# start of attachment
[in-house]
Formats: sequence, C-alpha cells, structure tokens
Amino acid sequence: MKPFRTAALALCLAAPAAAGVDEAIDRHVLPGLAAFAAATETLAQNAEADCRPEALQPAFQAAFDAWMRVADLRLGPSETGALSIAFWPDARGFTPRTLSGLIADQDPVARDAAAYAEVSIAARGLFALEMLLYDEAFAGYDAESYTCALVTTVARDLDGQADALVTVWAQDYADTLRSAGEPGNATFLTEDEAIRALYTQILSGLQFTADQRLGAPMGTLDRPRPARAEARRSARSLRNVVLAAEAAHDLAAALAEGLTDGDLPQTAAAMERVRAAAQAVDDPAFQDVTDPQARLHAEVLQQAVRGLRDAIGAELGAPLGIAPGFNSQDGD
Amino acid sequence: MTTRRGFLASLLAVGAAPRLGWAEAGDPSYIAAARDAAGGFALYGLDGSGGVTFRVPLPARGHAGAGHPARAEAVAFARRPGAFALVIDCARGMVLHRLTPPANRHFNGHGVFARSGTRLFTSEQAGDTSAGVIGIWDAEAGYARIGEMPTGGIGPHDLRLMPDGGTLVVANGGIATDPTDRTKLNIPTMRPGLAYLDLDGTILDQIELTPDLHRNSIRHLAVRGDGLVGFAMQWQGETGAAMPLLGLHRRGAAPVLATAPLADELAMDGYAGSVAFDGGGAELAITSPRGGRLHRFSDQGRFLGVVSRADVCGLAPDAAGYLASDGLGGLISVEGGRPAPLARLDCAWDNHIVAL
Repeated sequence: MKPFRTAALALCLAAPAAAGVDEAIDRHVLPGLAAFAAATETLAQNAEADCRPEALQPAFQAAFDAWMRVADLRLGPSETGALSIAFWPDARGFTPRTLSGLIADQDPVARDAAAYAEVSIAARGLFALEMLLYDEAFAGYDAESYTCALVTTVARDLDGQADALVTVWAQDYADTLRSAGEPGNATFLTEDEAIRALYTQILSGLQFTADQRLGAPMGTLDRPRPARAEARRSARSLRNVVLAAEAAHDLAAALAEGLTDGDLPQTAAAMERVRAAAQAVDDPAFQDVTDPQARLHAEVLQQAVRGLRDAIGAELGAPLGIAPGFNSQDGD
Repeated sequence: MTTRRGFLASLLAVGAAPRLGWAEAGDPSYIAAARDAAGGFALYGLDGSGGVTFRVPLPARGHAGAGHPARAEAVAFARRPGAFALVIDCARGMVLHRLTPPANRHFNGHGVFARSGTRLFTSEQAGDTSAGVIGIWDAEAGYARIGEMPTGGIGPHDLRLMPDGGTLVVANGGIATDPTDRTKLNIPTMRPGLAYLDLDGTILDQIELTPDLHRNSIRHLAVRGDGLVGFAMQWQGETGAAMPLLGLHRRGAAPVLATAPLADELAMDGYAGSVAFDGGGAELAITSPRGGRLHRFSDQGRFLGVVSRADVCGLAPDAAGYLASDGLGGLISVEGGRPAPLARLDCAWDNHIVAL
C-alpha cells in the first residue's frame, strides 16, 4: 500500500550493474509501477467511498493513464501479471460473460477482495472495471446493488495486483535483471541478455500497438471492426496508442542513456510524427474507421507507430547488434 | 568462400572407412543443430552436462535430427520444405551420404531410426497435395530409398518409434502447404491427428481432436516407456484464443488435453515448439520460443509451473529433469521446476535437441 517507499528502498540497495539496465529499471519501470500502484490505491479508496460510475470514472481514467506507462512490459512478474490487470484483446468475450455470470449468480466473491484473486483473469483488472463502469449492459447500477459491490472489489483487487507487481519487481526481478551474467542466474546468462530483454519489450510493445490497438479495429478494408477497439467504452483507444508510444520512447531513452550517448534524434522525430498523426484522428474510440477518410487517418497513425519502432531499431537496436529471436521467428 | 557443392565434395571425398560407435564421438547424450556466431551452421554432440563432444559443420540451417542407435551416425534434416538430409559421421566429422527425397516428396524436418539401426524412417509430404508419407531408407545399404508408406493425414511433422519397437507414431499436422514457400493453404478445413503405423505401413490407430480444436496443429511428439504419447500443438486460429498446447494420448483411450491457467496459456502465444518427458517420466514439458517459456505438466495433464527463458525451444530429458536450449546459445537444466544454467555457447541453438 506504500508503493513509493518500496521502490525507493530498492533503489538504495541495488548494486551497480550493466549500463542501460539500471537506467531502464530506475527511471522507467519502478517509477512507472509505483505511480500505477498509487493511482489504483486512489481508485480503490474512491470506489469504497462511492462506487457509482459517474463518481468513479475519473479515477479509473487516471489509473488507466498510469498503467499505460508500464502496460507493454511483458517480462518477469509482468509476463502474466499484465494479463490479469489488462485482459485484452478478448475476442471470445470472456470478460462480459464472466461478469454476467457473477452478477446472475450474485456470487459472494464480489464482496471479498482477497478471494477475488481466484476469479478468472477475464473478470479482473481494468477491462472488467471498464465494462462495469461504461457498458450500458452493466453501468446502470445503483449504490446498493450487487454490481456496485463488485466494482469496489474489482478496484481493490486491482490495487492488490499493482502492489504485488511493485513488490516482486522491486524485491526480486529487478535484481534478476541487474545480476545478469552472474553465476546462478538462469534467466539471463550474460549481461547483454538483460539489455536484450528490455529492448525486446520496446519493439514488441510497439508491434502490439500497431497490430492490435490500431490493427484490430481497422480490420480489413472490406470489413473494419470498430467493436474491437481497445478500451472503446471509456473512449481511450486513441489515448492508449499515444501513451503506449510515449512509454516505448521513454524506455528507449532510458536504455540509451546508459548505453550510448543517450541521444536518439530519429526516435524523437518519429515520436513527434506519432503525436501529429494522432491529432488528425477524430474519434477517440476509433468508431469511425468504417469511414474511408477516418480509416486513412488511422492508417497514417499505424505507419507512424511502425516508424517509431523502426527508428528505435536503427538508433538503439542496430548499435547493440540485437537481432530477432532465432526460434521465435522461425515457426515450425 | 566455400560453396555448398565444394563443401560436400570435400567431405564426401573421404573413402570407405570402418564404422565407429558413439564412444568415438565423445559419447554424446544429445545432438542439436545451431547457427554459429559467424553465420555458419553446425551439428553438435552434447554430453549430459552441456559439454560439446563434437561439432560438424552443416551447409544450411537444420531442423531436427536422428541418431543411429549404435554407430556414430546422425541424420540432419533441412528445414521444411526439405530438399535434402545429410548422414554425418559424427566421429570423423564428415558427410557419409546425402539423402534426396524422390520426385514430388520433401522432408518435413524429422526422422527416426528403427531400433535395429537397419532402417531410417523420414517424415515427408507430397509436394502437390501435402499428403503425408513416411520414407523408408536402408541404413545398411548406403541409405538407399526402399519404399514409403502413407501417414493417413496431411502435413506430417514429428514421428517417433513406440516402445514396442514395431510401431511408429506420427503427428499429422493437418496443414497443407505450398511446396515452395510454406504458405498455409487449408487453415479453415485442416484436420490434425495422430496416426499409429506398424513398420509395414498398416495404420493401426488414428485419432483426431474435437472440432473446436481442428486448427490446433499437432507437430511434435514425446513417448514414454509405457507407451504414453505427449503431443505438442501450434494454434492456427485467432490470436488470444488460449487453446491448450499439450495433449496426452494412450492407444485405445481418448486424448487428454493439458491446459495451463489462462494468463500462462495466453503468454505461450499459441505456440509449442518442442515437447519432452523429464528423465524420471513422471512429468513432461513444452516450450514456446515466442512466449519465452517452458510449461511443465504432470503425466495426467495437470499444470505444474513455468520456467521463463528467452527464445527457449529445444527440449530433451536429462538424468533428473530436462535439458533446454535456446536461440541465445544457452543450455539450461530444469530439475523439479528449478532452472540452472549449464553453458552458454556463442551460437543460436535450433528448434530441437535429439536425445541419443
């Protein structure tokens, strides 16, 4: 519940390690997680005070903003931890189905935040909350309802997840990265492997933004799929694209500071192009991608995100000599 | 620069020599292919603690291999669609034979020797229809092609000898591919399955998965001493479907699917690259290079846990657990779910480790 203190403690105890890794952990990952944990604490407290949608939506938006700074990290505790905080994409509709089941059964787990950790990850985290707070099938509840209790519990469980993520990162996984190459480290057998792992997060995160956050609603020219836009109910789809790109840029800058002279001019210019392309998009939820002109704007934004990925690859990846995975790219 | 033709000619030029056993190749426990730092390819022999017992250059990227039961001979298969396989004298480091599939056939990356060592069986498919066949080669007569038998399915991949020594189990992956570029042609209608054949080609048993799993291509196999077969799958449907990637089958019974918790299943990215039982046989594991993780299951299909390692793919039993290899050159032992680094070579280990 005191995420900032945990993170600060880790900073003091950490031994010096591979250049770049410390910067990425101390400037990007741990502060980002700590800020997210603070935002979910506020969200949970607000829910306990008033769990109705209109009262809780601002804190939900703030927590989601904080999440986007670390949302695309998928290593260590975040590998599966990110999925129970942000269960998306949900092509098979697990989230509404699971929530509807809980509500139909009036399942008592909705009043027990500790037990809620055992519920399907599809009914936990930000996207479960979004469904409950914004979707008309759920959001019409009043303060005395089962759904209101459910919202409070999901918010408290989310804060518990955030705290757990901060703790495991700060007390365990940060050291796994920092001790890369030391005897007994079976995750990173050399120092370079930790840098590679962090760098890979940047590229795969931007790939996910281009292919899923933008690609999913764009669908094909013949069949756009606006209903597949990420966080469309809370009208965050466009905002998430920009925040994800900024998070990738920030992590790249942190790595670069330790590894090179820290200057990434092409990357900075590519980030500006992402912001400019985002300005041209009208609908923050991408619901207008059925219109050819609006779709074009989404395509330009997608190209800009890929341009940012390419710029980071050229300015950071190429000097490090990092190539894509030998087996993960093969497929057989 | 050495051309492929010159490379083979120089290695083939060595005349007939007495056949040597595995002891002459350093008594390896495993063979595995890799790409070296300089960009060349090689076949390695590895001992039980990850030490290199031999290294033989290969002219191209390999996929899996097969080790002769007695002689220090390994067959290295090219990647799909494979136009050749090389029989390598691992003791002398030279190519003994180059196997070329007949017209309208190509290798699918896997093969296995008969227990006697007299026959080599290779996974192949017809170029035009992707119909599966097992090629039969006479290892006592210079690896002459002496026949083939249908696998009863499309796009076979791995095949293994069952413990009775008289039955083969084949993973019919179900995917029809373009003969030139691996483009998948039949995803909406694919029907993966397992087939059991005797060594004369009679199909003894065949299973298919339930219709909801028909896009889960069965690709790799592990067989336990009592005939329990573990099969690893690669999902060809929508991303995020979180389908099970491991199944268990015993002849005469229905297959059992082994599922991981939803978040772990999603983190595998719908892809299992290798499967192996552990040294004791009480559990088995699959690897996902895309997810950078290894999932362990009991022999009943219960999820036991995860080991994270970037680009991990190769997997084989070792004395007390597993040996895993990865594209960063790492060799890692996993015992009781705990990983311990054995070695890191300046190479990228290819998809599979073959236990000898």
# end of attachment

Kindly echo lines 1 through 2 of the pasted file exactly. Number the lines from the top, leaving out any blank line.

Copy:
[in-house]
Formats: sequence, C-alpha cells, structure tokens